It’s been a while since I’ve posted to this blog, so please don’t mind if I take a paragraph break to blow the dust off the site.
Suffice it to say, it’s been a while. My time was split between Helvetic, and the late We Distinguish. The latter now being put down, I imagine I’ll have some stuff to post here again—not the three posts per week I had been aiming for before, but you know, some stuff.
Actually, this post fits into the category, “some stuff.” Speaking of this post, I should get on with it, shouldn’t I? • • • Read More • • •
I’ve been pretty busy over the last couple weeks, which explains the lack of content on this blog. Last week was Apple’s developer conference, though, so I wanted to publish a few quick thoughts on what they’re planning to do this year. First, I’ll list some things I’m excited about, then some things I’m not too thrilled with. • • • Read More • • •
In order to design a thing well, you have to know what it’s going to be used for. The practice of making generic templates is alright as far as it goes, but for a design to be excellent it needs to be made intentionally for the content.
One thing this implies is that for a website to be well designed at the start, the creator must know what he’s going to do with the website. When I started this website, I honestly wasn’t exactly sure when it would become. I just knew I wanted a place to write.
I actually thought I might be writing a lot of short, 50–100 word posts as commentary on various links. I did this a little at the start, but then tapered off. I also thought my posts would rarely exceed 1,000 words in length. This also proved not to be the case, especially in relation to my Calvinism and the Rest of It series. • • • Read More • • •
I want you to imagine trying to have a conversation with a friend who has a tendency to speak very quietly, so quietly that you almost have to strain to hear him. Now I want you to imagine someone—no, three someones—shouting at you while you try to have this conversation. Last, imagine that a fourth person walking right up to you, between you and your friend, and trying desperately to sell you something you will probably never be interested in.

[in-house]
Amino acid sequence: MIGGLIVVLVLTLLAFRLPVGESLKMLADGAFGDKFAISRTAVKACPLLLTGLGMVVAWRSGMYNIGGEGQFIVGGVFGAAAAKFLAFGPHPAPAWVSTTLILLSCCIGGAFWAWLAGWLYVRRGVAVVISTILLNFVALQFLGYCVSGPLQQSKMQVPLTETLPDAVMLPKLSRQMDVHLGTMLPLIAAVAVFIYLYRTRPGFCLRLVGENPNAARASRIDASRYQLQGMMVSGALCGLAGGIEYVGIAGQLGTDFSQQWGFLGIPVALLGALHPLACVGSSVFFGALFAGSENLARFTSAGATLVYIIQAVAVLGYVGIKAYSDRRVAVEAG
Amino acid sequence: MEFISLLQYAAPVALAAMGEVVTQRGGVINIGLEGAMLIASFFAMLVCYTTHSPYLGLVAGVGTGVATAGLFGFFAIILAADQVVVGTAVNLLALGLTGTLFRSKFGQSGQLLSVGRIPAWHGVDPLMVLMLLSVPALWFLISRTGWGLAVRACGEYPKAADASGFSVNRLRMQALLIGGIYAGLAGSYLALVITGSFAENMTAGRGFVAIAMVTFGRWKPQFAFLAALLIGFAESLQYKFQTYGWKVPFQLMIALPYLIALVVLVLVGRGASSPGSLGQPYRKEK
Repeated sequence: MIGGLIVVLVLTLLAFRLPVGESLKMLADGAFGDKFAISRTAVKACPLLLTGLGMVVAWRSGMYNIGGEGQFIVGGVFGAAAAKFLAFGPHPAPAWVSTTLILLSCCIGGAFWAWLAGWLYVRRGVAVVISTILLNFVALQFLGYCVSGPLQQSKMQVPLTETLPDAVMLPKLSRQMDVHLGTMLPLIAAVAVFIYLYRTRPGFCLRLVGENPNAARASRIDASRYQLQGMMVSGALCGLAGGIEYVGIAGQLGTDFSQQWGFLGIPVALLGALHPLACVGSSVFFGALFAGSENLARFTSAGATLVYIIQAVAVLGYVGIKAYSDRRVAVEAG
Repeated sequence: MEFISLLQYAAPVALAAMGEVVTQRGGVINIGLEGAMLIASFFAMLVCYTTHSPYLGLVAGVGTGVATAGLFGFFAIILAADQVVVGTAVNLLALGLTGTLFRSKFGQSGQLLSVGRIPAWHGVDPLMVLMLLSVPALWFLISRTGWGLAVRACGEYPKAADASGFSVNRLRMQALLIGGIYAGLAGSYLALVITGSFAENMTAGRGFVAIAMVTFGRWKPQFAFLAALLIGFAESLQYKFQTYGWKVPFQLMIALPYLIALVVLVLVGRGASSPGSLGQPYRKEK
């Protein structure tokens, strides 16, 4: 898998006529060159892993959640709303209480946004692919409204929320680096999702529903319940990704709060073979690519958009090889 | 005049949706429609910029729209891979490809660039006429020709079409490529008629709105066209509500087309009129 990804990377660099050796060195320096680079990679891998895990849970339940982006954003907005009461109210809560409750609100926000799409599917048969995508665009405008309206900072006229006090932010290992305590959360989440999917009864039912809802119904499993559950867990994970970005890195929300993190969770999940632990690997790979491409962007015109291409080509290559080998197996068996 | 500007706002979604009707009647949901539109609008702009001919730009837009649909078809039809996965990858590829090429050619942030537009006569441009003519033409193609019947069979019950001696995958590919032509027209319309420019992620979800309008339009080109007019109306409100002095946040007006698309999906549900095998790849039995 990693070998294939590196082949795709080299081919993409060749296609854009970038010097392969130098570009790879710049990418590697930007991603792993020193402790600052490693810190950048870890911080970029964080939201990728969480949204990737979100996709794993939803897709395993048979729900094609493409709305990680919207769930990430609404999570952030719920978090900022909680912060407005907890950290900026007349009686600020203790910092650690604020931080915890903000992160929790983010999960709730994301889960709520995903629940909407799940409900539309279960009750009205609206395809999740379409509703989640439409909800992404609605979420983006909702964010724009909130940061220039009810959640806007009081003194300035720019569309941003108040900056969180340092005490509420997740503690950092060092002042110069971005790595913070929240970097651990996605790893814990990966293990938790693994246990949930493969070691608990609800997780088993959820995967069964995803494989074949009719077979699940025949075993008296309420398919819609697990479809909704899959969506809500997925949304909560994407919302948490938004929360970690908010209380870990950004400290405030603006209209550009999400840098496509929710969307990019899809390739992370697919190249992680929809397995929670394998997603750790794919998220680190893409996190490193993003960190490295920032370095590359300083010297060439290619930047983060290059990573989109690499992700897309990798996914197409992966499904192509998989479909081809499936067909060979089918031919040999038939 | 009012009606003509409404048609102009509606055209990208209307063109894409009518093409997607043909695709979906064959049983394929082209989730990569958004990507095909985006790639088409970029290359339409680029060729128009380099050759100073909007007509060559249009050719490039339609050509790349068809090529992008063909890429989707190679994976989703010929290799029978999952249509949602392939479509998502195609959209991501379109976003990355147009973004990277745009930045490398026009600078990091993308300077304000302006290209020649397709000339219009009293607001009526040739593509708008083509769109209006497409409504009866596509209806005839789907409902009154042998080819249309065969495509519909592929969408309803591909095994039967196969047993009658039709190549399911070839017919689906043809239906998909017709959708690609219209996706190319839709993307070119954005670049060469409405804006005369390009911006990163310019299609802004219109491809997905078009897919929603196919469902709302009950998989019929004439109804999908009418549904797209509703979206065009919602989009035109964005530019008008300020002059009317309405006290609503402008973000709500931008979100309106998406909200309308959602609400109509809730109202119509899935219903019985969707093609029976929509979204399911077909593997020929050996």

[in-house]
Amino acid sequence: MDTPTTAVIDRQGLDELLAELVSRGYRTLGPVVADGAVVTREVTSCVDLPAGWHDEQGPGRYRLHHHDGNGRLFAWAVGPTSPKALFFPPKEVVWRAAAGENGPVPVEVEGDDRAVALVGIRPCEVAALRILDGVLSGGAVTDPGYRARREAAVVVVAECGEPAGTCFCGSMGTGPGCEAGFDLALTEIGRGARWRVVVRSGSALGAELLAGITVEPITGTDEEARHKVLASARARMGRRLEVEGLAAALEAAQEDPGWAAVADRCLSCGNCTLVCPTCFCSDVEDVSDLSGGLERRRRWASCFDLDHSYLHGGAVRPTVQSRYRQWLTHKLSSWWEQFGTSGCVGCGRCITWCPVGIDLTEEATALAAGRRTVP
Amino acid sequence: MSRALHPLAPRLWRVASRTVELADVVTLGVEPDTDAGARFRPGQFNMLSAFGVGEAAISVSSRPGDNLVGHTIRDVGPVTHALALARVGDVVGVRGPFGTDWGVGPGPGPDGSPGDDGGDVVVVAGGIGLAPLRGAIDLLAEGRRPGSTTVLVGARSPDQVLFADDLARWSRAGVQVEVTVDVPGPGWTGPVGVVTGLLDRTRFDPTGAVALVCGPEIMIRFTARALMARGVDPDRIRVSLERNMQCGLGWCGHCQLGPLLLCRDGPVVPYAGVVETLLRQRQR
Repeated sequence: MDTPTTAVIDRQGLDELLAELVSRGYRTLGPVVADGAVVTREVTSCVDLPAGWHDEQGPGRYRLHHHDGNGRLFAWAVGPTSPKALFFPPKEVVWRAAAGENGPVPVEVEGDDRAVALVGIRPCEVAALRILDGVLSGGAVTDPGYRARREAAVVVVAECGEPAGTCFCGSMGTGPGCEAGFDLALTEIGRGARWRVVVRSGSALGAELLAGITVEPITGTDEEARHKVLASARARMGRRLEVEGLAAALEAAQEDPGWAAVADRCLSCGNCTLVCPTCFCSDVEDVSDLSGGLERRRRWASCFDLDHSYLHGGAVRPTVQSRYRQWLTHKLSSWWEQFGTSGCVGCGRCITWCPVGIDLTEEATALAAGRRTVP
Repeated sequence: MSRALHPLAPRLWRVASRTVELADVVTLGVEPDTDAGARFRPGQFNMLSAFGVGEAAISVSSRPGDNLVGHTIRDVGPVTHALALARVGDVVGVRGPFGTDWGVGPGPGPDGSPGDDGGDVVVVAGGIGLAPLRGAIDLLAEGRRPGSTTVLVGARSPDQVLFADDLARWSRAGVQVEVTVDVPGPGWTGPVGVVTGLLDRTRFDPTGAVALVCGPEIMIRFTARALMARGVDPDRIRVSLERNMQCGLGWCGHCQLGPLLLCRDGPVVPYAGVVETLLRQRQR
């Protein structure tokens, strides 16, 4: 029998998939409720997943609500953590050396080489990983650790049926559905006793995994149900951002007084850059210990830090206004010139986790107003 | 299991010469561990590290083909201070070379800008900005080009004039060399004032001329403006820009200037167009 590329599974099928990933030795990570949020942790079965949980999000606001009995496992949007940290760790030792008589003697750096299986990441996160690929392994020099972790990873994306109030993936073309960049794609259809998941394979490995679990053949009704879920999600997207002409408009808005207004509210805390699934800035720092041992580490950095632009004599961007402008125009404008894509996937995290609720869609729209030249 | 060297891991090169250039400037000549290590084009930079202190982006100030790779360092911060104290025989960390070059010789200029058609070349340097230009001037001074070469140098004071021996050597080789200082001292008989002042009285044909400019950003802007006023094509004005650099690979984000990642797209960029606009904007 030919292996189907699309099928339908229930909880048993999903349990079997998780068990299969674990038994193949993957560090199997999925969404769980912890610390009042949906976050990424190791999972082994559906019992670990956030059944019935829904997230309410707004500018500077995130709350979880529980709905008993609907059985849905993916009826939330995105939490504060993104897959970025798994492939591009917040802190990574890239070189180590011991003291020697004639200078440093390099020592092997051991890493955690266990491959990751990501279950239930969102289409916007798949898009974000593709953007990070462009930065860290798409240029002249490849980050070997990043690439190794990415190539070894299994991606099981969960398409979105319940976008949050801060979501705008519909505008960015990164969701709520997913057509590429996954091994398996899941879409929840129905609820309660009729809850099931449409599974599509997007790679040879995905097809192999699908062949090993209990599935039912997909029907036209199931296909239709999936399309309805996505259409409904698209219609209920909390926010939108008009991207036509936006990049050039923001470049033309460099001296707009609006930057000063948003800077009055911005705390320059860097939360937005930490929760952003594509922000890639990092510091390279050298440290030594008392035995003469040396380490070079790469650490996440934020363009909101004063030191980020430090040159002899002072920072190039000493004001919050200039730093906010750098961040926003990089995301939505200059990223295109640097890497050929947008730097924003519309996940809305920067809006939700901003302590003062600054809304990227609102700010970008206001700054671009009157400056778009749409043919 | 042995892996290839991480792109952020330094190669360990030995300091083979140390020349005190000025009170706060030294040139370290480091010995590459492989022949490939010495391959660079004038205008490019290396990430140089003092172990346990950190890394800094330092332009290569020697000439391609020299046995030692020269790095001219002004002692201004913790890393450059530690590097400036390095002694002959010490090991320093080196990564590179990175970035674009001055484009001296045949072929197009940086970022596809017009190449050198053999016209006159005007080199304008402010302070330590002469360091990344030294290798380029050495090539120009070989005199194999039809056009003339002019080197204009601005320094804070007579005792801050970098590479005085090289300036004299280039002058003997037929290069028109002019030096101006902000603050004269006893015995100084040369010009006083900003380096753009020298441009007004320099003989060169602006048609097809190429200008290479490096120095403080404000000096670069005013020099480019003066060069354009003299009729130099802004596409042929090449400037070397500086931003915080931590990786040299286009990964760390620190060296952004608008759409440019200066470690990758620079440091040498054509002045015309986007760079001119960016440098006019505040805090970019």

Putting it mildly, we might call this situation aggravating. But if these obnoxious people were a normal part of every conversation, we’d probably find a way to get used to it. We’d develop ways of quickly dismissing the interrupting salesperson and we’d learn to tune out the shouting. Maybe we’d even develop specially designed hearing aids so we could better hear the one person we’re actually trying to talk to. But I think we can all agree that this scenario would be less than ideal. • • • Read More • • •
Let’s start by ignoring the $10,000 elephant in the room, shall we? Before we evaluate the most expensive Apple watches, we should start by asking why Apple is making a watch at all and if it’s a good idea. Only with that foundation will we be able to make sense out of their decision to make expensive watches. Actually, before we start talking about the Apple watch, let’s talk about watches in general. • • • Read More • • •
Creating a portfolio site has never been that important to me because I’m employed full time right now. I don’t have a lot of free time for side projects, so soliciting my services wasn’t high on my list of priorities.